When you first open the program, though, it can seem a little confusing. It doesn’t operate quite like the word processor you might be familiar with — mostly because things aren’t where you’d expect them to be. Don’t despair. Scrivener is a powerful tool with many features you’ll learn to locate and come to appreciate.
With a cheat sheet, though, you can begin using Scrivener right now. 
Open Scrivener, Select “New Project,” choose a template (the Blank template is least confusing) and click on the Green Plus icon at the top. This will create a new “file.” Park your cursor in the “Editor” pane in the middle and begin writing.
Begin typing in the middle panel

Downloadable Cheat Sheet

If there’s something you’d like to do, but you don’t know where to find the command, consult this downloadable cheat sheet at the Tech Tools for Writers site. 
Enjoy!
* This list favours Scrivener for Windows, but I’ve included some Mac features, too.
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At a Glance: Ebook Formatting for Lulu

Lulu-icon

by Corina Koch MacLeod
@CKmacleodwriter

There are lots of ways to publish an ebook, and some methods require more technical knowledge than others. Distributors like Amazon, Smashwords and Lulu are trying to make the process as simple as possible by allowing authors to upload ebooks using the word processing software they are already using (often, Microsoft Word). That makes good sense to me.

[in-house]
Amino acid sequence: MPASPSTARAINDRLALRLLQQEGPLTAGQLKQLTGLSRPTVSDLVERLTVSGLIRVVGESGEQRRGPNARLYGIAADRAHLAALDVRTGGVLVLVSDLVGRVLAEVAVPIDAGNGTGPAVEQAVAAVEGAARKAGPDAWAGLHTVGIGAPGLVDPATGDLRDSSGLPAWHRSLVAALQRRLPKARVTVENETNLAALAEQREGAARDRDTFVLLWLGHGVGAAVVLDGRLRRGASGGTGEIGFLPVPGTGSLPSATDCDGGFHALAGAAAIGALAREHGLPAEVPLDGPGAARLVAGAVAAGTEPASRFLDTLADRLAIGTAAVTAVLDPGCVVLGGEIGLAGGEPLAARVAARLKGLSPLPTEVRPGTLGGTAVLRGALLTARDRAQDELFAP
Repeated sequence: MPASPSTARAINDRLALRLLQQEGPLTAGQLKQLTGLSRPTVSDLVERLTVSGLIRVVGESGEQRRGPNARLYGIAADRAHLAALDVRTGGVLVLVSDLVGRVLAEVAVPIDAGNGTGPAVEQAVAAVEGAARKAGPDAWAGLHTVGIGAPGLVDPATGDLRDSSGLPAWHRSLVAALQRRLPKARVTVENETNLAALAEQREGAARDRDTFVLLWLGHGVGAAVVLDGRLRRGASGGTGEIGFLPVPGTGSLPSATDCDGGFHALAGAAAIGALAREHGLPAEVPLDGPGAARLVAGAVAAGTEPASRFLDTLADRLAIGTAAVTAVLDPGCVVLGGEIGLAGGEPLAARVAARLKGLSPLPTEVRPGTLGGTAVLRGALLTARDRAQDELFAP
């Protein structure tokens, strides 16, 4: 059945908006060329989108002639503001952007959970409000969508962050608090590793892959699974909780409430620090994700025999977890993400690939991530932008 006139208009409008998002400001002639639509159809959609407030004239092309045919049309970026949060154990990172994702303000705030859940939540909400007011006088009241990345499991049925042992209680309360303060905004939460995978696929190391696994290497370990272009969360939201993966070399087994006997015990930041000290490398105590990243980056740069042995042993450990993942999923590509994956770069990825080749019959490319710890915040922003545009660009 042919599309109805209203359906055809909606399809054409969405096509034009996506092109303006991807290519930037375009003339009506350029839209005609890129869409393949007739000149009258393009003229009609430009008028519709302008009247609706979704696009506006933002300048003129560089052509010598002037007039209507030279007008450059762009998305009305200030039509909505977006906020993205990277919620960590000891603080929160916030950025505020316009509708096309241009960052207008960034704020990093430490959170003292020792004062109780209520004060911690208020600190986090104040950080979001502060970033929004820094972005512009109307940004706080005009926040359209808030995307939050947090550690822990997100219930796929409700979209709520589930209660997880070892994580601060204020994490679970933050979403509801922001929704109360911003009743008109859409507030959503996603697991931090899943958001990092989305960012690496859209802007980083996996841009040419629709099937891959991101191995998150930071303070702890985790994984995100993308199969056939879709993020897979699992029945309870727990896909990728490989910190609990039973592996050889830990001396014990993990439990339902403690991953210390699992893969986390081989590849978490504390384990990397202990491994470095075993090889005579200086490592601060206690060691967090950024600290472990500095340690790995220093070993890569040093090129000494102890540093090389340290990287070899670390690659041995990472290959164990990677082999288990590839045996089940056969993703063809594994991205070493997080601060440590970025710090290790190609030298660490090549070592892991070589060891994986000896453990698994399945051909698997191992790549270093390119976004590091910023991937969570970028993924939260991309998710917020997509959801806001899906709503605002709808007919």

Each distributor has its own guidelines for uploading an ebook, and they often provide self-publishing authors with some sort of formatting guide. To ensure a smooth conversion from manuscript to ebook, it’s important to follow your distributor’s formatting guide to the letter:

Formatting for Kindle
Smashwords Style Guide, by Mark Coker
Lulu Ebook Creator Guide

Often, these formatting guides can be lengthy and fairly involved, requiring you to “read a book to format a book” (Kawasaki & Welch). Sometimes, as is the case with Lulu, the information changes quickly and the downloadable guide’s instructions are different from the advice given on the website. Digging through these details can be a bit like playing hide and seek.